The Special Rapporteur also expresses his gratitude to representatives of the Ghanaian civil society, international and regional organizations, victims and their families for sharing with him their information and insight.

He will present a country report with his observations and recommendations to be presented at the next session of the Human Rights Council in March 2014.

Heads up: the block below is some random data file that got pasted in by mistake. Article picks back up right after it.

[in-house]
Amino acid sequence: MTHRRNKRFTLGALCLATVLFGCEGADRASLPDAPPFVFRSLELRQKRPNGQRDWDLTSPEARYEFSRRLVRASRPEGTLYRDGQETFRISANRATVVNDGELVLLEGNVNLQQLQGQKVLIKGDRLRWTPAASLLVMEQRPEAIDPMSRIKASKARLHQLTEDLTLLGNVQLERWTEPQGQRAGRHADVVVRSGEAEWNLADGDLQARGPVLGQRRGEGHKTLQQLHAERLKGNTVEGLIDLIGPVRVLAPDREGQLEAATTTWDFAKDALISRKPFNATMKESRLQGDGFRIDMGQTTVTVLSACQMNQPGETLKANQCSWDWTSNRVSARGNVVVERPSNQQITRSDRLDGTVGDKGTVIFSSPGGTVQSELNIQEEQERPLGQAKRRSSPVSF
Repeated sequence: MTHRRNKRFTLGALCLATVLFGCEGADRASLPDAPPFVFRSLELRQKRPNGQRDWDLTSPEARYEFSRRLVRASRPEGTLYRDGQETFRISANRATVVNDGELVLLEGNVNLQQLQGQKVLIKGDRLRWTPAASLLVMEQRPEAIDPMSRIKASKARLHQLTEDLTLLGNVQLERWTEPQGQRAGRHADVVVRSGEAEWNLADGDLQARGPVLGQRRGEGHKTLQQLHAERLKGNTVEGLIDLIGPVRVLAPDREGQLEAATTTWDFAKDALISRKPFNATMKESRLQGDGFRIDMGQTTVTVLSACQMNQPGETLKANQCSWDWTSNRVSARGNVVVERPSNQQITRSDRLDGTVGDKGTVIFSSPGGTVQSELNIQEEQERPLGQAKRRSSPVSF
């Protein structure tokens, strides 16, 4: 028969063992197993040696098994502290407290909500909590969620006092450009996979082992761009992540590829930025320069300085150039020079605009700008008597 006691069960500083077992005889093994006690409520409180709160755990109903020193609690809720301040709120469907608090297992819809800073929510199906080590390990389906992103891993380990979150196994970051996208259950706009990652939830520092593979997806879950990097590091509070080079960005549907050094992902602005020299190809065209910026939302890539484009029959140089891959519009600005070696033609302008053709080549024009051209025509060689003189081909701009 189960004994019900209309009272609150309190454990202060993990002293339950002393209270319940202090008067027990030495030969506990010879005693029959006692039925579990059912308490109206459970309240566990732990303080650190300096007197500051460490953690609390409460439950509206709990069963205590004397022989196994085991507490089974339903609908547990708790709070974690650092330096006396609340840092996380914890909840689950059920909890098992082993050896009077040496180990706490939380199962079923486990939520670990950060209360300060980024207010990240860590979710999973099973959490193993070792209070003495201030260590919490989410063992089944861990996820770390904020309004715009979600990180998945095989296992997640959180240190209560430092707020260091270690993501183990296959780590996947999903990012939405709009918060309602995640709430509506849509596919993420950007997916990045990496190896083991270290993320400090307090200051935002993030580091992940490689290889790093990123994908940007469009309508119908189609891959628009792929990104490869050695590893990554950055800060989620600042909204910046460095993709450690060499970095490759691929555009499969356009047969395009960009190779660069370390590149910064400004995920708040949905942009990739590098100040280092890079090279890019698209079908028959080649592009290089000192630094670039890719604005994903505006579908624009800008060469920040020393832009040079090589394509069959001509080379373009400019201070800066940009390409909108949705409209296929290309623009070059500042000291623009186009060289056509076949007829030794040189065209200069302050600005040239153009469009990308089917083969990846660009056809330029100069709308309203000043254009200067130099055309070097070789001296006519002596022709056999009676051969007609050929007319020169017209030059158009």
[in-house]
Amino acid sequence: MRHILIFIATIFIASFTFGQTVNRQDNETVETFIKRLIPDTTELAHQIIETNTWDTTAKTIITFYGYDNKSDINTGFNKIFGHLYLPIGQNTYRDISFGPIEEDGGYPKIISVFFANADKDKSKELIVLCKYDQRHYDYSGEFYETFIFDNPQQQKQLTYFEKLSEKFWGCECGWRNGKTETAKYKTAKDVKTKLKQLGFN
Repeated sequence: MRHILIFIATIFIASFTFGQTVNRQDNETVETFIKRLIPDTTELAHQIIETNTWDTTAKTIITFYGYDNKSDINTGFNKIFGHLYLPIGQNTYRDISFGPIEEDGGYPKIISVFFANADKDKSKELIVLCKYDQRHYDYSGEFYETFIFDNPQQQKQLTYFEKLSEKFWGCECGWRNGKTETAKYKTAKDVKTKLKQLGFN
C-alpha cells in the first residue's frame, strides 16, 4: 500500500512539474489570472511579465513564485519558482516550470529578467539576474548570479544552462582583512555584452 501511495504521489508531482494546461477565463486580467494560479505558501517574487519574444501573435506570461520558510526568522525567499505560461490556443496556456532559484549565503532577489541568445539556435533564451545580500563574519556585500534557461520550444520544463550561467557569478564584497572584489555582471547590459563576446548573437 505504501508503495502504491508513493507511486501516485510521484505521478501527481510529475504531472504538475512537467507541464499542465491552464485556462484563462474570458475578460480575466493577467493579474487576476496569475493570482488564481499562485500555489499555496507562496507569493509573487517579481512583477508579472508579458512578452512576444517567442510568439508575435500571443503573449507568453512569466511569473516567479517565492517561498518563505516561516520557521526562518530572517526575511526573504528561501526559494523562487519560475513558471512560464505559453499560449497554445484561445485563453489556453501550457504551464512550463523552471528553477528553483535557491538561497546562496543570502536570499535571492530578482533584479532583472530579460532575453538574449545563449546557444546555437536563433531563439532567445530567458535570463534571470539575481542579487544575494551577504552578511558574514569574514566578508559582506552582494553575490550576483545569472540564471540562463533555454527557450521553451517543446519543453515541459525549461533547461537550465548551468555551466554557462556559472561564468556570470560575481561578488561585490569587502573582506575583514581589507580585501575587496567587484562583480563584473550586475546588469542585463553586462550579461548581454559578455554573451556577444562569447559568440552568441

Juan E. Méndez (Argentina) was appointed by the UN Human Rights Council as the Special Rapporteur on torture and other cruel, inhuman or degrading treatment or punishment on 1 November 2010. He is independent from any government and serves in his individual capacity. Mr. Méndez has dedicated his legal career to the defense of human rights, and has a long and distinguished record of advocacy throughout the Americas. He is currently a Professor of Law at the American University – Washington College of Law and Co-Chair of the Human Rights Institute of the International Bar Association. Mr. Méndez has previously served as the President of the International Center for Transitional Justice (ICTJ) until 2009, and was the UN Secretary-General Special Advisor on the Prevention of Genocide from 2004 to 2007, as well as an advisor on crime prevention to the Prosecutor, International Criminal Court, between 2009 and 2010.